The Guest Book, Sarah Blake’s mesmerizing new novel, begins with a conversation between two men in a boat on the water off Rockland, Maine. “It’s the usual story,” the man at the tiller reflected, regarding the beautiful derelict on the hill. “At the end of old money there is real estate.” The speaker reveals that he’s going to buy it, this house on a private island that belonged to “one of those families who used to run the world” – the haute-WASP Miltons of New York. Another man in the boat seems especially intrigued when the speaker adds, “One of those tragic families. They say somebody drowned there.”
From page one, an element of intriguing mystery is present – Who drowned? What happened to the Miltons? And who are these onlookers in the boat, who might save the beautiful ruin from oblivion? Soon, we learn that the Miltons were wealthy bankers and keepers of the old-world order, American scions who believed strongly in the goodness of other men like themselves despite signs to the contrary in Germany after World War I.
Integral to their decades of influence in America and abroad were the Milton women, notably Kitty Milton, the wife of patriarch Ogden Milton. Kitty uses her femininity, wits, and careful silence to maintain societal rules and familial power for generations. Like the Anchoress who walled herself in during medieval times in order to maintain the sanctity of a monastery for its monks, Kitty – and her daughters after her – upholds an unspoken and unrelenting code of conduct keeping outsiders out and insiders in.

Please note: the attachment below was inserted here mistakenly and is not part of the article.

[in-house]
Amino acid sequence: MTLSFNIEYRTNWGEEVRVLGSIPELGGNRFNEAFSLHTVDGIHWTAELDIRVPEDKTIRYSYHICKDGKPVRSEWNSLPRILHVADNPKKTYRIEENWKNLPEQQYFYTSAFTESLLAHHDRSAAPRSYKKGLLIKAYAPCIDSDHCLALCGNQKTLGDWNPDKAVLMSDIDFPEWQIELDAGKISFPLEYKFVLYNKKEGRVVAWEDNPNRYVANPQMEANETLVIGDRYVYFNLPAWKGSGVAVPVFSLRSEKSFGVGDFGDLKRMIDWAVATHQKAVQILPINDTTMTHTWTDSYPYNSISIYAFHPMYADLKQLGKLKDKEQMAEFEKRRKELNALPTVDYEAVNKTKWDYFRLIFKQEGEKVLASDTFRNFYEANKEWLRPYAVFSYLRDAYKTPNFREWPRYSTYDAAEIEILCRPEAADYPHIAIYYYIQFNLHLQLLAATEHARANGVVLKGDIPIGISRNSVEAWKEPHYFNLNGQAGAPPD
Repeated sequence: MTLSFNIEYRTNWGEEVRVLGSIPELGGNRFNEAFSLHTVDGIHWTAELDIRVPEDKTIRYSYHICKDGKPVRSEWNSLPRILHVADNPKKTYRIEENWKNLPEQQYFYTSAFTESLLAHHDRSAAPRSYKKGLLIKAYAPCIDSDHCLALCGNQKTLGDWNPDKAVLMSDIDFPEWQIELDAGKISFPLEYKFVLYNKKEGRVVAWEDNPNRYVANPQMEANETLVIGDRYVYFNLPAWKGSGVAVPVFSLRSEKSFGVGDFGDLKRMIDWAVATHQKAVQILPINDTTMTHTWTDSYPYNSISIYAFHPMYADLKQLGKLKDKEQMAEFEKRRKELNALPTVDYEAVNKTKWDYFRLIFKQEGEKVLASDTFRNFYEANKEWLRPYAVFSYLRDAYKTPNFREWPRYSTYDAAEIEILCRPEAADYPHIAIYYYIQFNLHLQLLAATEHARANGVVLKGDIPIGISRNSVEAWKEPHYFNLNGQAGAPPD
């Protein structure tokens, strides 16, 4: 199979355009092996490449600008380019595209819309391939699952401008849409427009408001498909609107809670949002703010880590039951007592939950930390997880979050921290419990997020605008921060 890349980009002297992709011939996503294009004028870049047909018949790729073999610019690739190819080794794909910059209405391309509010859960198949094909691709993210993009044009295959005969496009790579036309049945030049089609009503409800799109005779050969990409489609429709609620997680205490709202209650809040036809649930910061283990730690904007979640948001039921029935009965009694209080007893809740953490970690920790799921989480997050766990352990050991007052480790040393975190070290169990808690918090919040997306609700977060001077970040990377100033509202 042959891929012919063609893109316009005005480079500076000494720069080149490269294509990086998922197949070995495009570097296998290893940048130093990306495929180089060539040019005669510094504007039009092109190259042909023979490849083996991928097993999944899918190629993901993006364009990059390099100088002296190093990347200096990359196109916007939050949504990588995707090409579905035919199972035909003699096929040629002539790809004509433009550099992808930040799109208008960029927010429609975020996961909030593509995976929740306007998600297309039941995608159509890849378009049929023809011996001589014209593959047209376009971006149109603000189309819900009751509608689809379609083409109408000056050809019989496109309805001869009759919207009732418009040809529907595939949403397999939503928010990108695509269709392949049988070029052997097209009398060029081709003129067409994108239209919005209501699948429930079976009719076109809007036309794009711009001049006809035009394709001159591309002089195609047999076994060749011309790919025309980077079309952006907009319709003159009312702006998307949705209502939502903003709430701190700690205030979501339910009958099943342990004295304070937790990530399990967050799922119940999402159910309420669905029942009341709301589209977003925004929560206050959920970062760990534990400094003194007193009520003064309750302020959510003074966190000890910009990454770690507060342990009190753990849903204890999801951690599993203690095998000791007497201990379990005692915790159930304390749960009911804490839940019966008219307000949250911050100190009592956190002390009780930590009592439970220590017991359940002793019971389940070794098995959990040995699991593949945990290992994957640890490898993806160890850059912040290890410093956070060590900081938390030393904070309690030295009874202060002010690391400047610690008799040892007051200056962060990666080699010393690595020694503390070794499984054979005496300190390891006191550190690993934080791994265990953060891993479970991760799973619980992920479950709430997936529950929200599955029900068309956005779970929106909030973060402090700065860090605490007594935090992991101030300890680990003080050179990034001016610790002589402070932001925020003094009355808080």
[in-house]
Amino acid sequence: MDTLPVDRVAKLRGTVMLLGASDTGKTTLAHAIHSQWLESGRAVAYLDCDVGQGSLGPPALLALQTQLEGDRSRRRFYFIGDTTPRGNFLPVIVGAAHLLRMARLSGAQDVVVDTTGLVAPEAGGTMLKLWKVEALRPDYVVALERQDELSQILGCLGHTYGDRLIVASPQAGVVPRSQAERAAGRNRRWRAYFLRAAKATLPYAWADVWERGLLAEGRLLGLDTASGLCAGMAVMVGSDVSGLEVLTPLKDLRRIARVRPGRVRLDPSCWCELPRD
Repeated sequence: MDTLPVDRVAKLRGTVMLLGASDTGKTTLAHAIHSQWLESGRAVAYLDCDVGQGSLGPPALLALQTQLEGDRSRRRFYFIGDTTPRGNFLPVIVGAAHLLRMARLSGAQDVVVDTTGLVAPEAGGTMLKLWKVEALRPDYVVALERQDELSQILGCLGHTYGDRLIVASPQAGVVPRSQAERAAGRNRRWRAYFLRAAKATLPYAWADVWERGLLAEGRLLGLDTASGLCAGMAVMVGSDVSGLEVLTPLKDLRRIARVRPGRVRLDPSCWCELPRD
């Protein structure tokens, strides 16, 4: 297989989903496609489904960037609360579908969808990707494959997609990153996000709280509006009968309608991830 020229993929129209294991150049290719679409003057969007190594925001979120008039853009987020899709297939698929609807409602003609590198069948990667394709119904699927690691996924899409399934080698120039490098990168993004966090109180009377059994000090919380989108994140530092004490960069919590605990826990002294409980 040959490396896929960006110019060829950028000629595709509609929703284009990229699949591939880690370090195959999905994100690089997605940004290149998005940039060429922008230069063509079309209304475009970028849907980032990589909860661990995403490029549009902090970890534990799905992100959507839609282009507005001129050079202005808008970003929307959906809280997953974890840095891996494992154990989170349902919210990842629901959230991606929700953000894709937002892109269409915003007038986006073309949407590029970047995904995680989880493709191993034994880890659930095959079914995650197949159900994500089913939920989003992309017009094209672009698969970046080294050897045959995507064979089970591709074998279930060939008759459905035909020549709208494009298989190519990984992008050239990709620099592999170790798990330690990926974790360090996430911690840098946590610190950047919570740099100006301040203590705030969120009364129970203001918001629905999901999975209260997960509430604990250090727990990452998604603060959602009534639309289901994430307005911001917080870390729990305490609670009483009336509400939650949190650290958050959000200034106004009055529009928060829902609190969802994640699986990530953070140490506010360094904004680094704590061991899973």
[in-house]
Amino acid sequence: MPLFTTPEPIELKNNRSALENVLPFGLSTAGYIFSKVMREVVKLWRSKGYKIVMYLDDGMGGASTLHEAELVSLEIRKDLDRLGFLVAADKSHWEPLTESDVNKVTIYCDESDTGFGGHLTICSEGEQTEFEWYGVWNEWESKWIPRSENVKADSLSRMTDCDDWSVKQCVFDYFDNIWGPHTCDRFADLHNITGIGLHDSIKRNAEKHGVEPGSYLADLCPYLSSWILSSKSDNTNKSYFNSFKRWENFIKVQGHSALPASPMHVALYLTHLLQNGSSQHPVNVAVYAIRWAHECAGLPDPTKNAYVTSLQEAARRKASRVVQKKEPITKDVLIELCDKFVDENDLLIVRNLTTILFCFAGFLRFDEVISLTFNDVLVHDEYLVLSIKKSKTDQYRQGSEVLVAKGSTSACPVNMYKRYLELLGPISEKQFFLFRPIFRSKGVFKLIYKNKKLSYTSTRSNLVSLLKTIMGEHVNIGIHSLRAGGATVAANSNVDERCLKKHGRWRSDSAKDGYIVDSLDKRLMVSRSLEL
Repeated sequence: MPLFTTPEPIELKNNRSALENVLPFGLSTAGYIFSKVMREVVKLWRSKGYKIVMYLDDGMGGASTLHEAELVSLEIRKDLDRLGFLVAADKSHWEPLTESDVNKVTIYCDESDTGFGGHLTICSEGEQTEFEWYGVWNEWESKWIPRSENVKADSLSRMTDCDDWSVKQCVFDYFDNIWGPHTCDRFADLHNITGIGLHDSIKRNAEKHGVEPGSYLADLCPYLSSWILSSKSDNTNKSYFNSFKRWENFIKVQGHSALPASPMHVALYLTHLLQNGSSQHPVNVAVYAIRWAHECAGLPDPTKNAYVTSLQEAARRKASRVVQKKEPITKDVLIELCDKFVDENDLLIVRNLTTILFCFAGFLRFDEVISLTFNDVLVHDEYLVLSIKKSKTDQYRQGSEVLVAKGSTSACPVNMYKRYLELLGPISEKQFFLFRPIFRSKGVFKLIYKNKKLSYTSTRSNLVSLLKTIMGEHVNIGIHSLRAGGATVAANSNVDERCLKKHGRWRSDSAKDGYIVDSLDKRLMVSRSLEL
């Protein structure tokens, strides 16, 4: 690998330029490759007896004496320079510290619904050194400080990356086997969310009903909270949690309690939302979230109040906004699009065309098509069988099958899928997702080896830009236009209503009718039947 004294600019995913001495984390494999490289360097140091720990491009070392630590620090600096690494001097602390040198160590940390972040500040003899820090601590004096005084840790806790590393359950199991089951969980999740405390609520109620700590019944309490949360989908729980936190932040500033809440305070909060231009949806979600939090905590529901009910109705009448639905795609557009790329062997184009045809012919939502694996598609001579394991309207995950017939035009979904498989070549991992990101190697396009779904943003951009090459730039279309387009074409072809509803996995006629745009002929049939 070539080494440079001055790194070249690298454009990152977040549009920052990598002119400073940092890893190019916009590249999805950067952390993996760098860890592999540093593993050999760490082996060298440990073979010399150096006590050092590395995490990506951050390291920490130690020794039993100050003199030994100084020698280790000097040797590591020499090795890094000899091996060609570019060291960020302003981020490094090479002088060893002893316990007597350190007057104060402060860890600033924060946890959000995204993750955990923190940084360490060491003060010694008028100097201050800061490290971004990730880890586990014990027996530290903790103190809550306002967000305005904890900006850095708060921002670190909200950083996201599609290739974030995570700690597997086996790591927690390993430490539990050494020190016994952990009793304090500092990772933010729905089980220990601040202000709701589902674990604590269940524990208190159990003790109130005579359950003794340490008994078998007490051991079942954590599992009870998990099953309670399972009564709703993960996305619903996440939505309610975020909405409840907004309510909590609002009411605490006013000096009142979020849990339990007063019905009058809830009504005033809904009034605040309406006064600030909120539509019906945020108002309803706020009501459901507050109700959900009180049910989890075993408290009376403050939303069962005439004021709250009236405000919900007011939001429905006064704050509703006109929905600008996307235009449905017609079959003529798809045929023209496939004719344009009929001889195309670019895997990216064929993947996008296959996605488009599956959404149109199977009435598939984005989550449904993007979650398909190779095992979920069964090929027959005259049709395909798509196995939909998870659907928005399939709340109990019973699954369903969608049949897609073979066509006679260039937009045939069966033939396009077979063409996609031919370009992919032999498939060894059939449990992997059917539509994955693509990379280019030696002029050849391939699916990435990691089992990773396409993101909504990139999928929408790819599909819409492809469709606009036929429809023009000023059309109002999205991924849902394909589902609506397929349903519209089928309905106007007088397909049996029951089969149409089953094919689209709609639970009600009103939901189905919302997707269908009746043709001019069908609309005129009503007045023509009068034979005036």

Burnished and beautiful, Blake’s narrative masterfully holds the 20th century American elite accountable while exploring their motivations and limitations. Although Kitty’s hands are not clean when it comes to her role in perpetuating elitism, heterosexism, and antisemitism, she experiences her own devastating losses that help in some ways to humanize, but not excuse, her.
In many ways, this novel about one family’s private and public life is actually an exploration of three global and historical questions: who died, who was partially or wholly responsible for that death, and what was and is the impact of the loss? Further, what role did and do women play in preserving or challenging the status quo?
More than anything, for me Blake’s work underscored the tremendous power of place — the way it holds the past in its slants of light and reminds us of who we once were, and are now. The Guest Book offers readers a rare combination of elements – vivid, engrossing historical fiction; gorgeous writing; complex characterization; and unresolved tension due to the fact that decisions resulting in tragic outcomes can’t be forgotten and may not be forgiven. It is my top recommendation for the summer of 2019.